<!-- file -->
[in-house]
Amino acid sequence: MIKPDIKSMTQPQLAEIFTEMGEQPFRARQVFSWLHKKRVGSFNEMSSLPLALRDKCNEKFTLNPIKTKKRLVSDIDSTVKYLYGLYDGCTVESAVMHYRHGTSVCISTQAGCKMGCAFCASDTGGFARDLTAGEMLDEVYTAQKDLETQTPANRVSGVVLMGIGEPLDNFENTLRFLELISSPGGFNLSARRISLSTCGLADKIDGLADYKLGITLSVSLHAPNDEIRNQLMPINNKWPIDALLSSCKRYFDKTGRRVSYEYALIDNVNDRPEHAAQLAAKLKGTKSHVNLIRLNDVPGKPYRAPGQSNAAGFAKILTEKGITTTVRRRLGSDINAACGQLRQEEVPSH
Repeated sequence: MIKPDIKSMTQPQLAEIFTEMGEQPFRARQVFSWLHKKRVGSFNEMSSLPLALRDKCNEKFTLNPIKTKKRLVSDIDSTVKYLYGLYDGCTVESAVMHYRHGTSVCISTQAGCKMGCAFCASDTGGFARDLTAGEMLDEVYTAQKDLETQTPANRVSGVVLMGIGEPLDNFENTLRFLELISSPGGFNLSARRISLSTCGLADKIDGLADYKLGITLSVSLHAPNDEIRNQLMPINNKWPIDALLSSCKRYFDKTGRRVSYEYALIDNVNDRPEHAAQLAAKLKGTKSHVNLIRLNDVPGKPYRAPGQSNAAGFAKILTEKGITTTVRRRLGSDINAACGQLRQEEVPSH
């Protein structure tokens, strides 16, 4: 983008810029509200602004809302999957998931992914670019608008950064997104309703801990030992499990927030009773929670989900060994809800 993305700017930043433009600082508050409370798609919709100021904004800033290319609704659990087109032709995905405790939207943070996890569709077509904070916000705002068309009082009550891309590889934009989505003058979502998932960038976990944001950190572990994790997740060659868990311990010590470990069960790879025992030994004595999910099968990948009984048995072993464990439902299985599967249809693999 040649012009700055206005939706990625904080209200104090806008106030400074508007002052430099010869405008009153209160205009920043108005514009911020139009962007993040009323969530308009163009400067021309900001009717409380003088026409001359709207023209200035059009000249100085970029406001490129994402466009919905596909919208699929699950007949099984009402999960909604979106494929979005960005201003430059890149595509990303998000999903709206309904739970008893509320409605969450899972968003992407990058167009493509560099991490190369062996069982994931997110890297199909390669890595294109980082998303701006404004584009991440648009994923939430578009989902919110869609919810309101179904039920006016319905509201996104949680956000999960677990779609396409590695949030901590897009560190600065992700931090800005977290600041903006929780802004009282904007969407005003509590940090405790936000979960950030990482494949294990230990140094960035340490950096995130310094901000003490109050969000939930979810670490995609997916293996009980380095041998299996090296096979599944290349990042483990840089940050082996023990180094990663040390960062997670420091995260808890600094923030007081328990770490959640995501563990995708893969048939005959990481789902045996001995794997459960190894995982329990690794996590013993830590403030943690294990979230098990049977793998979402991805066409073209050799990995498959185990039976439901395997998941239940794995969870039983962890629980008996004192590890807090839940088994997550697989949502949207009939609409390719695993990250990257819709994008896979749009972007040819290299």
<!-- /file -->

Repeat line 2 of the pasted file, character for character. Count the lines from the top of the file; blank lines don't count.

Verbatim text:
Amino acid sequence: MIKPDIKSMTQPQLAEIFTEMGEQPFRARQVFSWLHKKRVGSFNEMSSLPLALRDKCNEKFTLNPIKTKKRLVSDIDSTVKYLYGLYDGCTVESAVMHYRHGTSVCISTQAGCKMGCAFCASDTGGFARDLTAGEMLDEVYTAQKDLETQTPANRVSGVVLMGIGEPLDNFENTLRFLELISSPGGFNLSARRISLSTCGLADKIDGLADYKLGITLSVSLHAPNDEIRNQLMPINNKWPIDALLSSCKRYFDKTGRRVSYEYALIDNVNDRPEHAAQLAAKLKGTKSHVNLIRLNDVPGKPYRAPGQSNAAGFAKILTEKGITTTVRRRLGSDINAACGQLRQEEVPSH